President Obama reiterated in a press conference Monday that he will not negotiate over the debt ceiling. But Republicans say they want dollar-for-dollar spending cuts, and some are willing to threaten default.
President Obama has not budged from his stark line in the sand: When it comes to the debt ceiling, he will not negotiate. Period.
In a press conference Monday, he reiterated this position, stating: "Republicans in Congress have two choices here. They can act responsibly and pay America's bills. Or they can act irresponsibly and put America through another economic crisis. But they will not collect a ransom in exchange for not crashing the American economy."
Mr. Obama made clear – as he did during the 2011 debt-ceiling crisis – that raising the debt ceiling "does not authorize more spending; it simply allows the country to pay for spending that Congress has already committed to." The difference this time around, however, is that while Obama says he's ready to have a "vigorous debate" on debt reduction, he also says that debate must be separate from Congress taking action on the debt ceiling. And if Republicans decide to block such an action, the consequences will be all on them.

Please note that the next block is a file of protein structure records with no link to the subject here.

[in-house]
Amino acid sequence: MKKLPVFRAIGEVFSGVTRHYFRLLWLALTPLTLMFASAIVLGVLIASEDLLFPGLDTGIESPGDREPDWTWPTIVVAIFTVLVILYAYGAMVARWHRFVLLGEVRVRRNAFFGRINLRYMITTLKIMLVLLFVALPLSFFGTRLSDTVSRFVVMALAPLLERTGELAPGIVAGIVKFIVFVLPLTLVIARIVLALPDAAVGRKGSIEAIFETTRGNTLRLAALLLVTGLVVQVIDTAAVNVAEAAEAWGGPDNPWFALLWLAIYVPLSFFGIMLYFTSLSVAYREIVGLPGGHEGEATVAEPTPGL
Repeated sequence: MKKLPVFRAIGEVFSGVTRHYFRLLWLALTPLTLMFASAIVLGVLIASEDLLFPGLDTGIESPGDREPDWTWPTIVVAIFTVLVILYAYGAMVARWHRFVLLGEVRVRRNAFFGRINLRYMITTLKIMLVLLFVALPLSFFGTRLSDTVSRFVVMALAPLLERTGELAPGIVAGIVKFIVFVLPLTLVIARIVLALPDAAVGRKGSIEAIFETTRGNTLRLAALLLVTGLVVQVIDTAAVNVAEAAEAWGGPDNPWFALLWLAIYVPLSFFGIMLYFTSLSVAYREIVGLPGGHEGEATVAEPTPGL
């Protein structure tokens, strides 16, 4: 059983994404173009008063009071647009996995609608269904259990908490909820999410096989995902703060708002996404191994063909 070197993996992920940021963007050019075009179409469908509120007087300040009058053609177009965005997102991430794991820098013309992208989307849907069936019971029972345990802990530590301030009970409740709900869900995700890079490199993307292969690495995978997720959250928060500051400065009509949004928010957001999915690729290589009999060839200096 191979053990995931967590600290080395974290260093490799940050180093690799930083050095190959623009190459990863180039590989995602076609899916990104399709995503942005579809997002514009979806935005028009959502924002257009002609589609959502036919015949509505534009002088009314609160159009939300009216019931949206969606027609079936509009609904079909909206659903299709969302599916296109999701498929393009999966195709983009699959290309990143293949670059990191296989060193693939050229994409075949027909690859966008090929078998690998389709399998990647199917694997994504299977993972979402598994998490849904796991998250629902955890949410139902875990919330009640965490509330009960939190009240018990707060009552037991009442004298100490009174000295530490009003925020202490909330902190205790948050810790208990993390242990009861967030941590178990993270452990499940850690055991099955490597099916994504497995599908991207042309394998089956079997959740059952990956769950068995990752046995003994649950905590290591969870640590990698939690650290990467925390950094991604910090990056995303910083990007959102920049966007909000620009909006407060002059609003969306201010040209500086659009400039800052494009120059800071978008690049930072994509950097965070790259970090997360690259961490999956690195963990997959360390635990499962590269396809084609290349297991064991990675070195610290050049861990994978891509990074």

The problem, of course, is that Republicans are taking an equally firm stand. House Speaker John Boehner has vowed to raise the debt ceiling – which could hit its limit as early as mid-February – only if he gets dollar-for-dollar spending cuts. Mr. Boehner reiterated this position in a statement released after the president's press conference, which read: “The American people do not support raising the debt ceiling without reducing government spending at the same time. The consequences of failing to increase the debt ceiling are real, but so too are the consequences of allowing our spending problem to go unresolved.”
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